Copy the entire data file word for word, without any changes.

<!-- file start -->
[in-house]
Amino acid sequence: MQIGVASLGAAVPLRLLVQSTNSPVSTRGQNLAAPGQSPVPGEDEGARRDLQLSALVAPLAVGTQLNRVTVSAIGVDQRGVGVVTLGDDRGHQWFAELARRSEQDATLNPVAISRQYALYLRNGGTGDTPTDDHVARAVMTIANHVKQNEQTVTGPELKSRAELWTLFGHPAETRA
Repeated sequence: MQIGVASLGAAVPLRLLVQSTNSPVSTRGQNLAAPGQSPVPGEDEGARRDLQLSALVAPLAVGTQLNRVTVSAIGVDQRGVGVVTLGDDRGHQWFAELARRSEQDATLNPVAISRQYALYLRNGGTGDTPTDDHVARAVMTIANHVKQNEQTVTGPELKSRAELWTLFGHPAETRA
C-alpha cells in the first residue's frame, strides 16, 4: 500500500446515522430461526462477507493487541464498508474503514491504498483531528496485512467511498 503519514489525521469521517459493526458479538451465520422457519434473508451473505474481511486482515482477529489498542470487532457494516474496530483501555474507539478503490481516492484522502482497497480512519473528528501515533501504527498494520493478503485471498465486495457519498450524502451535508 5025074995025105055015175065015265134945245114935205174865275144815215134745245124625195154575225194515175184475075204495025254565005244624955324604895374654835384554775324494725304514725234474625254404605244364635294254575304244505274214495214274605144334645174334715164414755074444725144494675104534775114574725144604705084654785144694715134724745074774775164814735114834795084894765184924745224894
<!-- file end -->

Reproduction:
[in-house]
Amino acid sequence: MQIGVASLGAAVPLRLLVQSTNSPVSTRGQNLAAPGQSPVPGEDEGARRDLQLSALVAPLAVGTQLNRVTVSAIGVDQRGVGVVTLGDDRGHQWFAELARRSEQDATLNPVAISRQYALYLRNGGTGDTPTDDHVARAVMTIANHVKQNEQTVTGPELKSRAELWTLFGHPAETRA
Repeated sequence: MQIGVASLGAAVPLRLLVQSTNSPVSTRGQNLAAPGQSPVPGEDEGARRDLQLSALVAPLAVGTQLNRVTVSAIGVDQRGVGVVTLGDDRGHQWFAELARRSEQDATLNPVAISRQYALYLRNGGTGDTPTDDHVARAVMTIANHVKQNEQTVTGPELKSRAELWTLFGHPAETRA
C-alpha cells in the first residue's frame, strides 16, 4: 500500500446515522430461526462477507493487541464498508474503514491504498483531528496485512467511498 503519514489525521469521517459493526458479538451465520422457519434473508451473505474481511486482515482477529489498542470487532457494516474496530483501555474507539478503490481516492484522502482497497480512519473528528501515533501504527498494520493478503485471498465486495457519498450524502451535508 5025074995025105055015175065015265134945245114935205174865275144815215134745245124625195154575225194515175184475075204495025254565005244624955324604895374654835384554775324494725304514725234474625254404605244364635294254575304244505274214495214274605144334645174334715164414755074444725144494675104534775114574725144604705084654785144694715134724745074774775164814735114834795084894765184924745224894